A sermon preached at Calvary Presbyterian Church in San Francisco, California
March 13, 2022
In the section immediately preceding our story from Luke this morning, Jesus has been causing a ruckus. He has healed on the Sabbath, and then shamed his critics with his response to healing on the Sabbath.
Shamed critics end up being angry critics.
He has also offered up some difficult teachings, about narrow ways, and first being last, and fig trees that get chopped down because they do not bear fruit as they ought. He has presented a challenging description of the Kingdom of God—something that starts small like a mustard seed and then becomes giant.
If that doesn’t threaten Rome, I’m not sure what might.
This is not happy, bring the cute kids to me Jesus while he holds a baby lamb…
This is “I’m headed to Jerusalem and I dare you to mess with me” Jesus.
He is picking a fight. He is tired of quietly submitting to injustice. He’s tired of pretending injustice isn’t all around him. He’s tired of keeping a false peace to not anger Herod, all the while Herod kills people.
And at that very hour, some Pharisees come to him to warn him that Herod wants to kill him. I don’t always think of “helpful” when I think of Pharisees. Don’t they seem an odd choice to bring warning? Since when have they been concerned for Jesus’ safety?
Maybe they were sincerely concerned for Jesus’ life. But I can also hear their comment in the voice of the annoying kid on the playground who tells you “I’ve told the teacher and she’s coming and then you are going to be in a lot of trouble, which I will enjoy watching greatly.”
I can also imagine that Jesus creating trouble with Rome could create trouble for the Pharisees. And when religious leaders value compliance over faithfulness, watch out.
In either case, they bring warning to Jesus. He has gone too far. He has made too many people mad. He has upset the status quo one too many times. There is a price to be paid for demanding justice, for refusing to play Rome’s game, for healing all those people and for refusing to be limited by how we think the world is supposed to work.
Herod is paying attention.
The system of oppression, of injustice, of un-health, and of un-creativity will not stand idly by while Jesus exposes its evil. It will fight back. It will kill him. And the system’s agent is Herod.
And we are told Herod wants to kill Jesus.
But even now, Jesus won’t play that game. He refuses to be threatened, or quieted down. He responds with “you tell that FOX I’m busy. I’ve got people to heal, and work to do. I do not have time for that snake, I mean weasel, I mean fox, right now.”
Who wants to be the Pharisee to report that comment back to Herod?
Jesus has given Herod all the time he is willing to give him. Because Herod is not worth his time. Herod is just a flunky for Rome. Herod, for all is his evil ways, is a small matter compared to the work of the Kingdom of God.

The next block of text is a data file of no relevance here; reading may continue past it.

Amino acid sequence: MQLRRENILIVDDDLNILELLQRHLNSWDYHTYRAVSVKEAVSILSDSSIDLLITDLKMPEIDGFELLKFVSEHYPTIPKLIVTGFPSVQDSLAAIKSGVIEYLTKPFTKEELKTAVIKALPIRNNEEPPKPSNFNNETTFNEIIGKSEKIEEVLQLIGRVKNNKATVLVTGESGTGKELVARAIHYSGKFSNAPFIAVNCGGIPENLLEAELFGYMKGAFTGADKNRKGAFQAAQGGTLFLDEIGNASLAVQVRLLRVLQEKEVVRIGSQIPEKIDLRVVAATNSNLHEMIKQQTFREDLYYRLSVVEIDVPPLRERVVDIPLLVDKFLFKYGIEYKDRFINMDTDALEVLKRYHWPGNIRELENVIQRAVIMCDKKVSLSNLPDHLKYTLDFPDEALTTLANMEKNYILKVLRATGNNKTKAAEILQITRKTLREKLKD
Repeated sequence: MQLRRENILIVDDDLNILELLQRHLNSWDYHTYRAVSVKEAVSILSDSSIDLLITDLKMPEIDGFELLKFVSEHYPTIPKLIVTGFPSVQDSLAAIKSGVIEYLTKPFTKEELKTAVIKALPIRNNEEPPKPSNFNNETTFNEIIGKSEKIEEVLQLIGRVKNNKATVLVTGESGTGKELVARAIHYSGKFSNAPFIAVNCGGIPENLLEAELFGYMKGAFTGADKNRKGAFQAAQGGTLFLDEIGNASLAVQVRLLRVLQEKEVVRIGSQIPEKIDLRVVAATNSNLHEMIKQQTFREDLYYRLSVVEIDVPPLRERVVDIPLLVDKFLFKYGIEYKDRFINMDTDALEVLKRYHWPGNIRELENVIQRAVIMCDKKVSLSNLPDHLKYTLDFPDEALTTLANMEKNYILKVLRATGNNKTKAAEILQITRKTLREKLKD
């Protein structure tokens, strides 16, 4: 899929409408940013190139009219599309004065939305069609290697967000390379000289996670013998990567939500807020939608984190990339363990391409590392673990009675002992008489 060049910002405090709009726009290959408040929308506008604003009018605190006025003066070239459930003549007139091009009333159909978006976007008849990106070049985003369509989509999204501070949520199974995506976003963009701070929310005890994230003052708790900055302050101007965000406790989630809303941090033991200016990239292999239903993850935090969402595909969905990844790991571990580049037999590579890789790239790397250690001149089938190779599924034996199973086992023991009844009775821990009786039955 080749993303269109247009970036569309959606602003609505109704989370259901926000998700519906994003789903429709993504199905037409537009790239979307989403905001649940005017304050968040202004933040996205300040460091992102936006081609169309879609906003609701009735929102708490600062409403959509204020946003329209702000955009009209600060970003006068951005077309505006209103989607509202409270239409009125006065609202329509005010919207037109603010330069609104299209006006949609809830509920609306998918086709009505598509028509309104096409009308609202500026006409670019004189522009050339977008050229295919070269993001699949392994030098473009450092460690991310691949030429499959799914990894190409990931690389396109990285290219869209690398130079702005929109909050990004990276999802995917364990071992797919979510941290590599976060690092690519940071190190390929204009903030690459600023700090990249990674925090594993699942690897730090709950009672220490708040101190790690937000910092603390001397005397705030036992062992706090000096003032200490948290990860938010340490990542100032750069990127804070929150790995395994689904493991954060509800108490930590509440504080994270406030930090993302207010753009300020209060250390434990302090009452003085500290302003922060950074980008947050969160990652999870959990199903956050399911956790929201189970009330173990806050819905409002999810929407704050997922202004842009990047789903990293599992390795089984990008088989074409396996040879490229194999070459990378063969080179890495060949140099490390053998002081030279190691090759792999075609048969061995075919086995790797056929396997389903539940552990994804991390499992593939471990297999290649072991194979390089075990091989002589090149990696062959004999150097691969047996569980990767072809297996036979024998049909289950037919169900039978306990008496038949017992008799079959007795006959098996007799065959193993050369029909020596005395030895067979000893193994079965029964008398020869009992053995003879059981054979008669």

And Jesus moves on to talk about Jerusalem.
He reminds us where he is headed.
He reminds us what happens to prophets.
He reminds us we don’t always welcome God’s messengers when they show up.
“Jerusalem, Jerusalem, the city that kills the prophets and stones those who are sent to it! How often have I desired to gather your children together as a hen gathers her brood under her wings, and you were not willing! See, your house is left to you. And I tell you, you will not see me until the time comes when you say, ‘Blessed is the one who comes in the name of the Lord.’”
Even as Jesus reminds them of painful truths and tries to prepare them for what is still to come, he does it with love. One could understand if he called Jerusalem a bunch of foxes as he labeled Herod, since they kill all their prophets.
But Jerusalem gets a different metaphor.
How often I have desired to gather your children together as a hen gathers her brood under her wings.
Herod is the Fox. We are the baby chickens.
This, I confess, is one of my favorite metaphors for God. I’m not, necessarily, the person who wants to be around actual, live chickens, which freak me out a bit.
But I love the image of being sheltered under God’s wings. The 91st Psalm says “God will cover you with his feathers. The Lord will shelter you with his wings.” I love the image of God as a mamma hen, even if God has to sit on me to try to keep me safe from foxes and weasels and other barnyard predators.
Even as I love this image for God, I confess I struggle a bit with the consequences of Jesus calling Herod a fox and choosing to refer to the divine presence as something as vulnerable as a chicken. Couldn’t God have been a shark? Or a grizzly bear? A velociraptor?